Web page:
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George Ryan wasn't the first. University of Chicago law professor Albert Alschuler notes in the University of Chicago Chronicle (January 23): "Governors Alfred E. Smith and Herbert H. Lehman of New York commuted every case where at least one justice of the Court of Appeals had dissented from the court's affirmation of the death sentence."

Having it both ways. In a new Elkhart County, Indiana, tourist booklet, the county calls itself "Amish Country Northern Indiana," splashing on its cover a picture of two young girls who appear to be members of the nondriving, non-electricity-using religious sect--and then boasts that the county manufactures half of all RVs in the U.S., making it the "RV Capital of the world."

Mission creep. On January 27 the Illinois Older Worker Information Clearinghouse, a government-funded job-counseling operation based in far downstate Harrisburg, issued a press release heralding its new definition of older workers: "between the ages of 16 and 83."

From another city's file. Margo Freistadt of the San Francisco Chronicle (January 19) proposes that every child in California "be given a 13-year prison sentence at age 5, with the possibility of a four-year extension. That way, the $7,000 the state spends per student each year could immediately be raised to $27,000--what the state spends on each inmate annually."

"Some hospitals charge much more for the same services than other hospitals in the same market," according to the Chicago-based Hospital Accountability Project of the Service Employees International Union ("Bitter Bills to Swallow: A consumer guide to the 20 most common ways hospitals overcharge patients"). "The 1999 'Illinois Hospital Price Survey Report,' published by the Illinois Health Care Cost Containment Council, stated that Provident Hospital in Chicago charged $630 for a semi-private room while Illinois Masonic Hospital charged $1,053 for a semi-private room. Chest x-ray charges varied from $79 at Bethany Hospital to $226 at the Illinois Masonic Hospital." The point? "If you have been charged $220 for a chest x-ray, you should be able to use the information in this report to argue that the price was unreasonably high."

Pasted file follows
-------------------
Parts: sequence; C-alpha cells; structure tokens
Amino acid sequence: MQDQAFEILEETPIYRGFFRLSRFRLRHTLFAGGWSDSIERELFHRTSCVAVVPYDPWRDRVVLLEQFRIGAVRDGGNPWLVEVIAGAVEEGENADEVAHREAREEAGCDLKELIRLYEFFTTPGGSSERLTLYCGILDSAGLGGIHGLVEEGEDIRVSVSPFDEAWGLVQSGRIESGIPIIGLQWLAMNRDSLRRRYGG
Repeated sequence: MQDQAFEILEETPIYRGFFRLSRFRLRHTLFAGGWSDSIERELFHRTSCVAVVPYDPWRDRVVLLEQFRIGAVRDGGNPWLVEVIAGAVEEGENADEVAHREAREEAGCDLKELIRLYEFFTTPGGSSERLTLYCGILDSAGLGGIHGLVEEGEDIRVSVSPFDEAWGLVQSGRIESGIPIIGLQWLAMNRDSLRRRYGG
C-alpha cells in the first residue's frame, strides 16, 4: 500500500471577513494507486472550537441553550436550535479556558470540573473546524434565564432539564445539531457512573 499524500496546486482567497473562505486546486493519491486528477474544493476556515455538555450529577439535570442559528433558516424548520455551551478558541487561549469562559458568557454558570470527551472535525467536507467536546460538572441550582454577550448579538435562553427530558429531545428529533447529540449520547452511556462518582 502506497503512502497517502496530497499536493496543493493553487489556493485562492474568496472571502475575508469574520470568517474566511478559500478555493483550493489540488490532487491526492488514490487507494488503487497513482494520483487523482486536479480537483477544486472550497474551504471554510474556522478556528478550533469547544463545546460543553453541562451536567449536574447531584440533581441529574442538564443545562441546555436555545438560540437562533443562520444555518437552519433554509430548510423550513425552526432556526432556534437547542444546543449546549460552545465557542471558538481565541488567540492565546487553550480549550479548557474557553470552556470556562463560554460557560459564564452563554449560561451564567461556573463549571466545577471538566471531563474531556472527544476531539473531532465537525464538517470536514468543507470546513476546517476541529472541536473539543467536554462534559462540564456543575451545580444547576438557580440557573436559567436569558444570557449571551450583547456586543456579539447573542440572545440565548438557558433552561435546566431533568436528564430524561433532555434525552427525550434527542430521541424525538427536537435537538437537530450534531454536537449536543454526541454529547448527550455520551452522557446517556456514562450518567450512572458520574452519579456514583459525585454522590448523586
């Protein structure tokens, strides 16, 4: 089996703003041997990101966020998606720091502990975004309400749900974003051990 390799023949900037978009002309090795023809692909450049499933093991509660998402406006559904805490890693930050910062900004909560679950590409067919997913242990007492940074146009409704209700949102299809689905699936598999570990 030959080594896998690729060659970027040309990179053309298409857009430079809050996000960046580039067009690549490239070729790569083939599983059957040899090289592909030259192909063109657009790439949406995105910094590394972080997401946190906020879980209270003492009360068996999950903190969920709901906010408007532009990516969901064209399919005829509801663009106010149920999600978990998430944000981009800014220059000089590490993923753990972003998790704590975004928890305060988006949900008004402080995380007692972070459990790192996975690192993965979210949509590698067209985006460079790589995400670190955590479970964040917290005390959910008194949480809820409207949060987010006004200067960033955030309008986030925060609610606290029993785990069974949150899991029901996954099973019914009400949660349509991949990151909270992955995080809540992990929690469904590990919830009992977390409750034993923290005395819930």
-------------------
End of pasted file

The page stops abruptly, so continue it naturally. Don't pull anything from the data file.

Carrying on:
Suburbanites for sprawl. According to Aurora's Beacon News (February 12), the Fox River suburb of Montgomery recently rejected a developer's proposal to build a subdivision in which some lots would contain "only" 9,000 square feet. Village trustees insist that they will approve only subdivisions in which all lots are at least 11,000 square feet--thus guaranteeing that population growth will take up more space.

Budget tricks you knew wouldn't work. A February 1 press release from the University of Illinois at Urbana-Champaign passes on the views of economist J. Fred Giertz: "It was hoped that a 40-cent-a-pack increase in the cigarette tax last year would generate $235 million of state revenue. However, the total is falling short by as much as $80 million, partly because of a decline in consumption and partly because of an increase in cigarette smuggling."

The last word on affirmative action, from George Curry, writing at BlackPressUSA.com: "Far more Whites have entered the gates of the 10 most elite American universities through alumni preference--or legacy programs--than the combined numbers of all African-Americans and Latinos entering through affirmative action. Yet, neither Bush nor his Right-wing ideologues attack this class-based preference program....As the 'Wall Street Journal' reported recently, 'Harvard accepts 40 percent of legacy applicants, compared with an 11 percent overall acceptance rate.'" At the University of Michigan, flashpoint of the current controversy, "just as people of color can be awarded 20 points because of their historical exclusion, socio-economically disadvantaged students, regardless of their race, can also receive 20 points (no student can get points for each). Athletes being recruited on scholarship also receive 20 points. Applicants living in the Upper Peninsula are given 16 points....Extra points are awarded to men who go into nursing and women who major in engineering." Yet conservatives are taking only one of these programs to court.

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